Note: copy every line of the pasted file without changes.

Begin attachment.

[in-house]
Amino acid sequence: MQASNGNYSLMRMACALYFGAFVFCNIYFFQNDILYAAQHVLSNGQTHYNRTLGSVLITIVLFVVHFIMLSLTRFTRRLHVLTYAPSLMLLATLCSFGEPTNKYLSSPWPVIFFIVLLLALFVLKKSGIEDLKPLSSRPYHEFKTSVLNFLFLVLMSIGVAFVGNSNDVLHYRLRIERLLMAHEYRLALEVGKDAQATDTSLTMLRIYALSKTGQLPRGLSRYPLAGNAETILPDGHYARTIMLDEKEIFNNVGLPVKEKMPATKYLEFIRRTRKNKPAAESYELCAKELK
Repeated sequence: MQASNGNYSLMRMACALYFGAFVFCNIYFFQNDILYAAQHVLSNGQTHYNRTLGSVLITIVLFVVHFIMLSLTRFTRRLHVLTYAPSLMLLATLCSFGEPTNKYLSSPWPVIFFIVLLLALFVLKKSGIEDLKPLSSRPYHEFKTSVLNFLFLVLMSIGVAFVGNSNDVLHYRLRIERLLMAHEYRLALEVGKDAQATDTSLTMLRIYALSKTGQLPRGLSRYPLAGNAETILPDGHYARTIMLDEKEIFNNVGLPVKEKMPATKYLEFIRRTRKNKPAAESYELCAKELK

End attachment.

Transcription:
[in-house]
Amino acid sequence: MQASNGNYSLMRMACALYFGAFVFCNIYFFQNDILYAAQHVLSNGQTHYNRTLGSVLITIVLFVVHFIMLSLTRFTRRLHVLTYAPSLMLLATLCSFGEPTNKYLSSPWPVIFFIVLLLALFVLKKSGIEDLKPLSSRPYHEFKTSVLNFLFLVLMSIGVAFVGNSNDVLHYRLRIERLLMAHEYRLALEVGKDAQATDTSLTMLRIYALSKTGQLPRGLSRYPLAGNAETILPDGHYARTIMLDEKEIFNNVGLPVKEKMPATKYLEFIRRTRKNKPAAESYELCAKELK
Repeated sequence: MQASNGNYSLMRMACALYFGAFVFCNIYFFQNDILYAAQHVLSNGQTHYNRTLGSVLITIVLFVVHFIMLSLTRFTRRLHVLTYAPSLMLLATLCSFGEPTNKYLSSPWPVIFFIVLLLALFVLKKSGIEDLKPLSSRPYHEFKTSVLNFLFLVLMSIGVAFVGNSNDVLHYRLRIERLLMAHEYRLALEVGKDAQATDTSLTMLRIYALSKTGQLPRGLSRYPLAGNAETILPDGHYARTIMLDEKEIFNNVGLPVKEKMPATKYLEFIRRTRKNKPAAESYELCAKELK